U. S. Bonds are of several classes, bearing different rates of interest, and payable at different dates.
The following are the principal U. S. Bonds:
6% BONDS. 6's of 1881, payable in 1881.
5-20's, redeemable in 5 years, and payable in 20 years from their date of issue.
5% BONDS. 10-40's, redeemable in 10 years, and payable in 40 years from their date of issue.
5's of 1881 (new), redeemable after 1881.
44% BONDS. 41's of. 1886 (new), redeemable after 1886.
4% BONDS. 4's of 1901 (new), redeemable after 1901.
The interest on the above bonds is payable in gold, semi-annually for the 5-20's and 10-40's, and quarterly for the 5's of 1881, 41's of 1886, and 4's of 1901.
A Coupon is a certificate of interest attached to a bond. It is detached and presented for payment when the interest is due.
State, city, corporation, and other bonds are made payable at a specified time, and bear various rates of interest. They are named according to the parties by whom they are issued, and their rate of interest; thus, City 6's, Georgia 7's, etc.
Note.- Reference is here made to interest in connection with bonds. This will be more fully treated hereafter, the following examples referring only to the buying and selling of bonds as stock.
ORAL EXERCISES. 1. If I buy stock at $95 per share, whose par value is $100, is it at a premium or a discount, and what %?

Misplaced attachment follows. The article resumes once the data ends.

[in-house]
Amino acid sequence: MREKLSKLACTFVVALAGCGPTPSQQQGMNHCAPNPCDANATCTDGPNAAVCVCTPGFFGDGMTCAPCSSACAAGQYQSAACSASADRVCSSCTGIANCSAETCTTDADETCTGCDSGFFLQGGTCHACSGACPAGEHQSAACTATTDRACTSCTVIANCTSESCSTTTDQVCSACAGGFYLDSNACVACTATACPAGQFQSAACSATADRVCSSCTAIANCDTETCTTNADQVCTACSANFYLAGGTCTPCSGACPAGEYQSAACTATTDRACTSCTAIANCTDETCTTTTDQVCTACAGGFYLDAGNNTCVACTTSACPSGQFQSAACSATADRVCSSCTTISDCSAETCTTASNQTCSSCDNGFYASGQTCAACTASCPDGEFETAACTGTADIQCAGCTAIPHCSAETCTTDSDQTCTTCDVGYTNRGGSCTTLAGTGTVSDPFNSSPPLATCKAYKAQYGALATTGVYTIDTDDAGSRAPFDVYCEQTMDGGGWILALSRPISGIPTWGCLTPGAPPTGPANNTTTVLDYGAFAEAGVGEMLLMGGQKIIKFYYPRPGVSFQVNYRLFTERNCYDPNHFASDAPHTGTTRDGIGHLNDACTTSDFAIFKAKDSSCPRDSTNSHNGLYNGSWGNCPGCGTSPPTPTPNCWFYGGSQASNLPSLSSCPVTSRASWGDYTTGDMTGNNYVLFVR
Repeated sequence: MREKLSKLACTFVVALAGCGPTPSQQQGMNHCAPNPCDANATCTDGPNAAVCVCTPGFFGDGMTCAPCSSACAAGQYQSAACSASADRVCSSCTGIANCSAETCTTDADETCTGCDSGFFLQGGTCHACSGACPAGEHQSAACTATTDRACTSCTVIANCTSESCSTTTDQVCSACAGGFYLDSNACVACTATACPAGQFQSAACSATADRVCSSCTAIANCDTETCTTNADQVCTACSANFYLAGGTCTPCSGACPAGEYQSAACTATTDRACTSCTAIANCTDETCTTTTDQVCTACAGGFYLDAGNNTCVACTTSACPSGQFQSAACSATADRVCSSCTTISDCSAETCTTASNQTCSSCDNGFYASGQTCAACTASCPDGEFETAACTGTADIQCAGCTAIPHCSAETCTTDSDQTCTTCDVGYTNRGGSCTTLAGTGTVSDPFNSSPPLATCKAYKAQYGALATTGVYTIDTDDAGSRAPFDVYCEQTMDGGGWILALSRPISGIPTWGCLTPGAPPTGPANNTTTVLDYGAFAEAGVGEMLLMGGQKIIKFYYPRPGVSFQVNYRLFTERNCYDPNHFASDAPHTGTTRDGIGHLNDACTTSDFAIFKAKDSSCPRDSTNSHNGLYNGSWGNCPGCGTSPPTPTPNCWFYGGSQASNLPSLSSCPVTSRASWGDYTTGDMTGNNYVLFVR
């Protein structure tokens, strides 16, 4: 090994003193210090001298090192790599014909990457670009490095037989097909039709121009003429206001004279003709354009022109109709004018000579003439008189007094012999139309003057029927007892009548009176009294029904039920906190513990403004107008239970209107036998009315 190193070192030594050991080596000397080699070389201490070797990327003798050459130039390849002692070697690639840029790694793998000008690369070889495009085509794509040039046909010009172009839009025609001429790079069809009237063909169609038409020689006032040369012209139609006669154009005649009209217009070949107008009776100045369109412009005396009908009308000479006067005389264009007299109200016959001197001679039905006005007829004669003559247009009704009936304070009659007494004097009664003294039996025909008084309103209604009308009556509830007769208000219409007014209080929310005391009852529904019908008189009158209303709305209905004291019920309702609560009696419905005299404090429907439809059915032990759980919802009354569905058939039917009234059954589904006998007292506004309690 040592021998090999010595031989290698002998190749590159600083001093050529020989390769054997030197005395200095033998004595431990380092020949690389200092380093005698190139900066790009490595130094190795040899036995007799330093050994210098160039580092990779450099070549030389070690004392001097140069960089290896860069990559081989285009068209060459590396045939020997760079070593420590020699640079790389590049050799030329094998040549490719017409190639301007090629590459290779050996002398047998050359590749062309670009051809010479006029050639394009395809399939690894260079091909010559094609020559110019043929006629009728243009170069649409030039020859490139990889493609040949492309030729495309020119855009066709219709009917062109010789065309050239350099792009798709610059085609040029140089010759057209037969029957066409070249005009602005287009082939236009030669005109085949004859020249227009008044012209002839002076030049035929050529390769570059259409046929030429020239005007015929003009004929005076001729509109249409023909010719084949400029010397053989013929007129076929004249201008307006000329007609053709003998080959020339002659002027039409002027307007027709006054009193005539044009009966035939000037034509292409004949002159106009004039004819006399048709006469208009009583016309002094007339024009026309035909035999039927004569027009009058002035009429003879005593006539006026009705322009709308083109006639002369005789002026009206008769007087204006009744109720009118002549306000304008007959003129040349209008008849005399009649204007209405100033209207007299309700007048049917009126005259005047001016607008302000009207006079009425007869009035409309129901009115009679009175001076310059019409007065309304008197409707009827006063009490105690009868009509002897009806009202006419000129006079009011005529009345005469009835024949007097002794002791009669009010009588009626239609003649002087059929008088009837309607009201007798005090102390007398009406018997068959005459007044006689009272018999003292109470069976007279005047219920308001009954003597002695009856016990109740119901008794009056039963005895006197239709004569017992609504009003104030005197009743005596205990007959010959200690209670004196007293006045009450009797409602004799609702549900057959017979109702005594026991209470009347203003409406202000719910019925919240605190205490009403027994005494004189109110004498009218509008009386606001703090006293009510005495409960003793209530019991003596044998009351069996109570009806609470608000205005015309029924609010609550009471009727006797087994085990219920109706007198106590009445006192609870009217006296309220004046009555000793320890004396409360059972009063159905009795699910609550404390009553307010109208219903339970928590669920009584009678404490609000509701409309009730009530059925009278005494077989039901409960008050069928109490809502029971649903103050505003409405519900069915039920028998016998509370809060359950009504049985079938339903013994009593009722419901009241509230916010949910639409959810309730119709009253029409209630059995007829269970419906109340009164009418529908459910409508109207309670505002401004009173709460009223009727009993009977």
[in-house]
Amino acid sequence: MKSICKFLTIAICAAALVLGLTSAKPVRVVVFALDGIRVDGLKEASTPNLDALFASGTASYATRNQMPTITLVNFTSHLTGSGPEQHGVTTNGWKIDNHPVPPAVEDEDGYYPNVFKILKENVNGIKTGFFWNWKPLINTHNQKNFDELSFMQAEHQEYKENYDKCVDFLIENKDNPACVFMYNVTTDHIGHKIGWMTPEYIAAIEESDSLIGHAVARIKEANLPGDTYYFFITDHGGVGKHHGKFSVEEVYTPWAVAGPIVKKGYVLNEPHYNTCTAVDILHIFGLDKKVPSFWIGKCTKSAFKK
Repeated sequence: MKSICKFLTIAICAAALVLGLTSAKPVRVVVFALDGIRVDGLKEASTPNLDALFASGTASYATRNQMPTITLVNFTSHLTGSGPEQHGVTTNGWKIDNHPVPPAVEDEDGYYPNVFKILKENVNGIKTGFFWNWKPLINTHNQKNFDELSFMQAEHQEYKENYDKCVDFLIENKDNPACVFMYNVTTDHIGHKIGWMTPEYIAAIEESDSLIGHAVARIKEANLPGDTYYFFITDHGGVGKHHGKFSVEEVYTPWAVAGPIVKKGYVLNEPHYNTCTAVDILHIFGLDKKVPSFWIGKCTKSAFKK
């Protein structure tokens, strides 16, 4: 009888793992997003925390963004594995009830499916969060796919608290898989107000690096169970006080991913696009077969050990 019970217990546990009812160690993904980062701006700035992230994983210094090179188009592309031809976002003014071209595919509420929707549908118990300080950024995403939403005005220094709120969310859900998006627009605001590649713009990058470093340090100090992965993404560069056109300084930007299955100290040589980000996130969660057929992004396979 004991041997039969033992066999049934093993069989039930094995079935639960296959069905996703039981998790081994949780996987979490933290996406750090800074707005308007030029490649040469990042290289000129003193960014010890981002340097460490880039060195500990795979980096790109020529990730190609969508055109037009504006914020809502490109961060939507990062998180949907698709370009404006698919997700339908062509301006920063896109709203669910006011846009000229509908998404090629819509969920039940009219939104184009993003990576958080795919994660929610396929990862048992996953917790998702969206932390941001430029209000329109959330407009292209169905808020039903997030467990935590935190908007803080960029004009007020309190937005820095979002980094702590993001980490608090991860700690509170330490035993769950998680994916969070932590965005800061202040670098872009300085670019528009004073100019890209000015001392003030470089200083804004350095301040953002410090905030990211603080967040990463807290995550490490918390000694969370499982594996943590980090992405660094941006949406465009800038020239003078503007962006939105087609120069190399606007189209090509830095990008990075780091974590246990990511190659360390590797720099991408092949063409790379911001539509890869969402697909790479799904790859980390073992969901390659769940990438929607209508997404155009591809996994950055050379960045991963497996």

2. A stock whose par value is $50 sells at $60; is it at a premium or a discount, and what %?
3. When a stock is quoted at 8% premium, what is the market value of a share whose face is $100?
4. When a stock is quoted at 10% discount, what is the market value of a share whose par is $50?
5. What will a hundred-dollar government bond cost me, at a premium of 12%?
6. A bank declares a dividend of 3%; what will the stockholder receive who owns 5 shares, par value $100?
7. A man buys stock at 80, and sells at 90; what % does he gain on his investment?
ANALYSIS.—If a man buys at 80, and sells at 90, he gains 10 on an investment of 80. 10 is ß of 80. }=.124, or 121%.
8. If I buy at 90, and sell at 120, what % do I gain?
9. When a bank stock, par $100, is quoted at 25% premium, how many shares can I buy for $500?
WRITTEN EXERCISES. 1. I have 80 shares of bank stock, par value $100, which pays a quarterly dividend of 24%; what is my annual income from the stock ?
Note.—When the par value of shares is not given, it is understood to be $100.
2. I buy three U. S. 5-20 bonds of $500 each, at a premium of 121%; what do I pay for them?
3. I buy railroad stock, at $42 per share, and sell it at $28; what % do I lose on my investment, and at what % discount does the stock sell, par value being $50?
4. The net earnings of a street car company are $10000; it has issued 1200 shares of stock, par value $50; what % of dividend does it pay, and how much money does A receive, who owns 75 shares?
5. I wish to invest $6630 in city 6's, at 101% premium; how many $1000 bonds can I buy for that money?
6. The market value of a certain oil stock is 28, nominal value 50; at what % discount is it?
. What is the discount on $8000 Missouri 6's, selling at 92? What is the market value?
8. I paid $960 premium on 120 shares of canal stock; what was the % of premium?
9. A manufacturing company lost $30000 by fire; what rate of assessment must each stockholder pay, in order to make good the loss, the number of shares being 1500?
10. My broker buys me 40 shares of Pennsylvania R. R. stock, at 46, par value $50, brokerage 1%; what does it cost me?
Note.—Brokerage is charged on the face value.